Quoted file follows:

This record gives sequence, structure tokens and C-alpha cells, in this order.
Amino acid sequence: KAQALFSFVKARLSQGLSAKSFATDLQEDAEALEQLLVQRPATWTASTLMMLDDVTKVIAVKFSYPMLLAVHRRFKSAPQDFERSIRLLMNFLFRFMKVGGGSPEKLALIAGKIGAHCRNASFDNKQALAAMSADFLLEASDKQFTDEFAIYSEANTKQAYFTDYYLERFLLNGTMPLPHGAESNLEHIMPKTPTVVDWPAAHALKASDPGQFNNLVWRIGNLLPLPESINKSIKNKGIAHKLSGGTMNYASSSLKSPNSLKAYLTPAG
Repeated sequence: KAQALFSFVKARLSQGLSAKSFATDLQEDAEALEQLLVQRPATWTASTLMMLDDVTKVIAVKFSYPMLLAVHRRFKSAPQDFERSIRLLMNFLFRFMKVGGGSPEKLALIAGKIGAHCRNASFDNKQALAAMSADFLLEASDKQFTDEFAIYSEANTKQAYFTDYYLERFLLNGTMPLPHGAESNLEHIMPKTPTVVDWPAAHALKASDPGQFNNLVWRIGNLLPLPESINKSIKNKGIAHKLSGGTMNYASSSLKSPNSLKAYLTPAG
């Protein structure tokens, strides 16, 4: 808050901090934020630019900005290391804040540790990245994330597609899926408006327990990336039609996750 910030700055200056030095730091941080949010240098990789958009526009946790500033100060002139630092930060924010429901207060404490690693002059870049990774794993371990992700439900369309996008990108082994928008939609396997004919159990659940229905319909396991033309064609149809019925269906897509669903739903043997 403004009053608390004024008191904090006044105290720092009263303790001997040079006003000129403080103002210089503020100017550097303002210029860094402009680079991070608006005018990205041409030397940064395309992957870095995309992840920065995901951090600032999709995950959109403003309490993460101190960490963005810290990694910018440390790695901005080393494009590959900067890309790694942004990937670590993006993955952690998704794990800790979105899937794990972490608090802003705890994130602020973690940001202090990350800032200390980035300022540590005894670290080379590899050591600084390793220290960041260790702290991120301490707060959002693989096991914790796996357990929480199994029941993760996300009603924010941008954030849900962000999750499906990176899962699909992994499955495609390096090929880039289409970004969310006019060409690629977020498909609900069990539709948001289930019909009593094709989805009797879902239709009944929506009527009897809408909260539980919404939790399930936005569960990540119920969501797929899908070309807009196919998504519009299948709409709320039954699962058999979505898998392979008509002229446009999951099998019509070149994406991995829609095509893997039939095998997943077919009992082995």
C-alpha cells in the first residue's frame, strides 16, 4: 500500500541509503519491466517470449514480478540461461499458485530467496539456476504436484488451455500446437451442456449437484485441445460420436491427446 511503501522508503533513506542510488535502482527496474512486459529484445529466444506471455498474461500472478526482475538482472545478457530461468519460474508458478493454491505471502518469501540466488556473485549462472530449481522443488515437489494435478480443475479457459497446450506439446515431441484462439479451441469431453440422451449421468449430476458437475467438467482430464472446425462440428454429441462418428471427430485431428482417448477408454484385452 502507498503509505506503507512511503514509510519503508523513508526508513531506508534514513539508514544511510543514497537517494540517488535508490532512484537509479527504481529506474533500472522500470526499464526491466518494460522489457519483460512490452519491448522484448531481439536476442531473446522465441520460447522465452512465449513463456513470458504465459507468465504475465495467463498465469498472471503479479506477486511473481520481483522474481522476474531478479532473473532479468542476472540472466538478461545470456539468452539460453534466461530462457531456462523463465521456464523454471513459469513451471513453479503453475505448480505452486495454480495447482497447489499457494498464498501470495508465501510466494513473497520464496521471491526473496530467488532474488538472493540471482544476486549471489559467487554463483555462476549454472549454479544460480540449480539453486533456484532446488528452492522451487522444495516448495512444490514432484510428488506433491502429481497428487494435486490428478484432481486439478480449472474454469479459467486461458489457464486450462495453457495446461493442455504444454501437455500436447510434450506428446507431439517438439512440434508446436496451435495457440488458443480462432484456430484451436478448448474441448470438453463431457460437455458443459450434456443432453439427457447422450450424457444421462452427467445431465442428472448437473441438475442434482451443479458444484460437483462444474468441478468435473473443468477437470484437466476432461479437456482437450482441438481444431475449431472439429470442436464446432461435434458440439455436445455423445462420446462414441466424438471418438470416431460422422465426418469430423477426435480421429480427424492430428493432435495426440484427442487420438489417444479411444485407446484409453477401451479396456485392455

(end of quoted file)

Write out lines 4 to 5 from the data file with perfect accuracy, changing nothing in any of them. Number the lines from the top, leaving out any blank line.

């Protein structure tokens, strides 16, 4: 808050901090934020630019900005290391804040540790990245994330597609899926408006327990990336039609996750 910030700055200056030095730091941080949010240098990789958009526009946790500033100060002139630092930060924010429901207060404490690693002059870049990774794993371990992700439900369309996008990108082994928008939609396997004919159990659940229905319909396991033309064609149809019925269906897509669903739903043997 403004009053608390004024008191904090006044105290720092009263303790001997040079006003000129403080103002210089503020100017550097303002210029860094402009680079991070608006005018990205041409030397940064395309992957870095995309992840920065995901951090600032999709995950959109403003309490993460101190960490963005810290990694910018440390790695901005080393494009590959900067890309790694942004990937670590993006993955952690998704794990800790979105899937794990972490608090802003705890994130602020973690940001202090990350800032200390980035300022540590005894670290080379590899050591600084390793220290960041260790702290991120301490707060959002693989096991914790796996357990929480199994029941993760996300009603924010941008954030849900962000999750499906990176899962699909992994499955495609390096090929880039289409970004969310006019060409690629977020498909609900069990539709948001289930019909009593094709989805009797879902239709009944929506009527009897809408909260539980919404939790399930936005569960990540119920969501797929899908070309807009196919998504519009299948709409709320039954699962058999979505898998392979008509002229446009999951099998019509070149994406991995829609095509893997039939095998997943077919009992082995």
C-alpha cells in the first residue's frame, strides 16, 4: 500500500541509503519491466517470449514480478540461461499458485530467496539456476504436484488451455500446437451442456449437484485441445460420436491427446 511503501522508503533513506542510488535502482527496474512486459529484445529466444506471455498474461500472478526482475538482472545478457530461468519460474508458478493454491505471502518469501540466488556473485549462472530449481522443488515437489494435478480443475479457459497446450506439446515431441484462439479451441469431453440422451449421468449430476458437475467438467482430464472446425462440428454429441462418428471427430485431428482417448477408454484385452 502507498503509505506503507512511503514509510519503508523513508526508513531506508534514513539508514544511510543514497537517494540517488535508490532512484537509479527504481529506474533500472522500470526499464526491466518494460522489457519483460512490452519491448522484448531481439536476442531473446522465441520460447522465452512465449513463456513470458504465459507468465504475465495467463498465469498472471503479479506477486511473481520481483522474481522476474531478479532473473532479468542476472540472466538478461545470456539468452539460453534466461530462457531456462523463465521456464523454471513459469513451471513453479503453475505448480505452486495454480495447482497447489499457494498464498501470495508465501510466494513473497520464496521471491526473496530467488532474488538472493540471482544476486549471489559467487554463483555462476549454472549454479544460480540449480539453486533456484532446488528452492522451487522444495516448495512444490514432484510428488506433491502429481497428487494435486490428478484432481486439478480449472474454469479459467486461458489457464486450462495453457495446461493442455504444454501437455500436447510434450506428446507431439517438439512440434508446436496451435495457440488458443480462432484456430484451436478448448474441448470438453463431457460437455458443459450434456443432453439427457447422450450424457444421462452427467445431465442428472448437473441438475442434482451443479458444484460437483462444474468441478468435473473443468477437470484437466476432461479437456482437450482441438481444431475449431472439429470442436464446432461435434458440439455436445455423445462420446462414441466424438471418438470416431460422422465426418469430423477426435480421429480427424492430428493432435495426440484427442487420438489417444479411444485407446484409453477401451479396456485392455